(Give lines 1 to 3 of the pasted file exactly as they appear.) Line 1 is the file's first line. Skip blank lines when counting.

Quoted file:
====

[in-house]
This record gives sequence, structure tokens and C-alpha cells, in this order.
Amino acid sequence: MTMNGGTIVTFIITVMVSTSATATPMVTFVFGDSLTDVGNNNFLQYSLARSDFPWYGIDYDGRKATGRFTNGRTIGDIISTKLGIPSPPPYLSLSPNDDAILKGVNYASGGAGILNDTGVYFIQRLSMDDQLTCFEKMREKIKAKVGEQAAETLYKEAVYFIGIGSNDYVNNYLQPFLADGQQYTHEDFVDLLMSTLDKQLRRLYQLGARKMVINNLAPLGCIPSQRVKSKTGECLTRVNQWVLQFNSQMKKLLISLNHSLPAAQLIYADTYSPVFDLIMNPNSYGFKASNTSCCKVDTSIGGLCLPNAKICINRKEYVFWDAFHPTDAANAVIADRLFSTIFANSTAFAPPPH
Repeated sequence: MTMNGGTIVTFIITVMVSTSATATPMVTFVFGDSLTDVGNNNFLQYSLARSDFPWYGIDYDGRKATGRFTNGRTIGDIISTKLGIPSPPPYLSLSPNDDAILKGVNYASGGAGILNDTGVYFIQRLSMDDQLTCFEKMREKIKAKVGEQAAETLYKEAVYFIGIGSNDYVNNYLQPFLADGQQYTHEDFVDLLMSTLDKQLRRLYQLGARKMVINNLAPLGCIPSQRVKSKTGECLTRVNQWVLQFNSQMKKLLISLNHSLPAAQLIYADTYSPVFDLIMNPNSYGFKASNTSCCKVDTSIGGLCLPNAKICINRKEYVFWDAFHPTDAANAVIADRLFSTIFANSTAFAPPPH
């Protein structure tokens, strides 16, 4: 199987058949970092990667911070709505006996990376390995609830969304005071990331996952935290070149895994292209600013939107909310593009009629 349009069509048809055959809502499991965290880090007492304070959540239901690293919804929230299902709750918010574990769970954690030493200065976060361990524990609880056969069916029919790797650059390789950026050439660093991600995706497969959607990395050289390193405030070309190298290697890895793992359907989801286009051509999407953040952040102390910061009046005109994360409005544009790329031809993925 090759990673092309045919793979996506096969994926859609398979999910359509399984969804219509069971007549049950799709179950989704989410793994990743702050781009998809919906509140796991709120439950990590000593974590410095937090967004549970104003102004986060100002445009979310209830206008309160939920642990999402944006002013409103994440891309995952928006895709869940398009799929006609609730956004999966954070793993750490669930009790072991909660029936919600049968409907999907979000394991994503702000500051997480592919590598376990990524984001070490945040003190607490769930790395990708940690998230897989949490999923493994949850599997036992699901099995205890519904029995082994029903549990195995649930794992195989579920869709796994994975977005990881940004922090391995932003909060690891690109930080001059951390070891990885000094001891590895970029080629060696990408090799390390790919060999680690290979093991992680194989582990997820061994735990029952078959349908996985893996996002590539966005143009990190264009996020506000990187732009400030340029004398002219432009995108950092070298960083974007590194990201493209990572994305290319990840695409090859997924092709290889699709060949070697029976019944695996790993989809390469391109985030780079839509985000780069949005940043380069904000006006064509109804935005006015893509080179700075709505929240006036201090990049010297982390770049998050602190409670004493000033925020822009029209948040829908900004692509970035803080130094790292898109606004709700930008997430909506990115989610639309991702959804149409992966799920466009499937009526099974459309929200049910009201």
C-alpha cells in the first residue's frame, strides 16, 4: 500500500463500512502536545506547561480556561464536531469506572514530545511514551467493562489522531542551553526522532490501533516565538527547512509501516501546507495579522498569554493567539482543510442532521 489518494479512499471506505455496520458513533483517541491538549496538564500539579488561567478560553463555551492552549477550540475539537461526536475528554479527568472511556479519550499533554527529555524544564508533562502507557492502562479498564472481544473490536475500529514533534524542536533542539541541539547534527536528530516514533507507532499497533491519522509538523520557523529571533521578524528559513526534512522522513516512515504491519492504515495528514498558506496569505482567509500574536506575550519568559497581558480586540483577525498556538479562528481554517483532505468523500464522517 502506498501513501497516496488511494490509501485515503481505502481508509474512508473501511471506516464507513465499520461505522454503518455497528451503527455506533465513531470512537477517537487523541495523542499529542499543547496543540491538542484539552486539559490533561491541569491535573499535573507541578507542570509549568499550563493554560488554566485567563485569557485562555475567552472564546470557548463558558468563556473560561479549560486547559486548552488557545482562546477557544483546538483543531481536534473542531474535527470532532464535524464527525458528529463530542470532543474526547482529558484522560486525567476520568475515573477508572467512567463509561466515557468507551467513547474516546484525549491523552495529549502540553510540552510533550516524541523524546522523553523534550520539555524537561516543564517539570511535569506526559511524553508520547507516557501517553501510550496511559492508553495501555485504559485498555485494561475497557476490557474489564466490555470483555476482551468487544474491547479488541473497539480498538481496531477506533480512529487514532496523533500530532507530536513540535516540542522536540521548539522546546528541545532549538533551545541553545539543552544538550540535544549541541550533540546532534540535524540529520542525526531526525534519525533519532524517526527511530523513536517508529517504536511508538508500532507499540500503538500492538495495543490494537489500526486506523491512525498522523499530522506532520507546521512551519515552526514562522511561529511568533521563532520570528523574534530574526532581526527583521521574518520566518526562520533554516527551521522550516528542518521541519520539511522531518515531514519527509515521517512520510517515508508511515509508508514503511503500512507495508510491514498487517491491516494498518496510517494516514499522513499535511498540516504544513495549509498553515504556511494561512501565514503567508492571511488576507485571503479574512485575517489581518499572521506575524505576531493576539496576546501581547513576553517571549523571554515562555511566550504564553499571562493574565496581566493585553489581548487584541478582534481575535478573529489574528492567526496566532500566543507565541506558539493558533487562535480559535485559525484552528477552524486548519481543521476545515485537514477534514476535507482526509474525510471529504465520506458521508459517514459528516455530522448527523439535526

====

[in-house]
This record gives sequence, structure tokens and C-alpha cells, in this order.
Amino acid sequence: MTMNGGTIVTFIITVMVSTSATATPMVTFVFGDSLTDVGNNNFLQYSLARSDFPWYGIDYDGRKATGRFTNGRTIGDIISTKLGIPSPPPYLSLSPNDDAILKGVNYASGGAGILNDTGVYFIQRLSMDDQLTCFEKMREKIKAKVGEQAAETLYKEAVYFIGIGSNDYVNNYLQPFLADGQQYTHEDFVDLLMSTLDKQLRRLYQLGARKMVINNLAPLGCIPSQRVKSKTGECLTRVNQWVLQFNSQMKKLLISLNHSLPAAQLIYADTYSPVFDLIMNPNSYGFKASNTSCCKVDTSIGGLCLPNAKICINRKEYVFWDAFHPTDAANAVIADRLFSTIFANSTAFAPPPH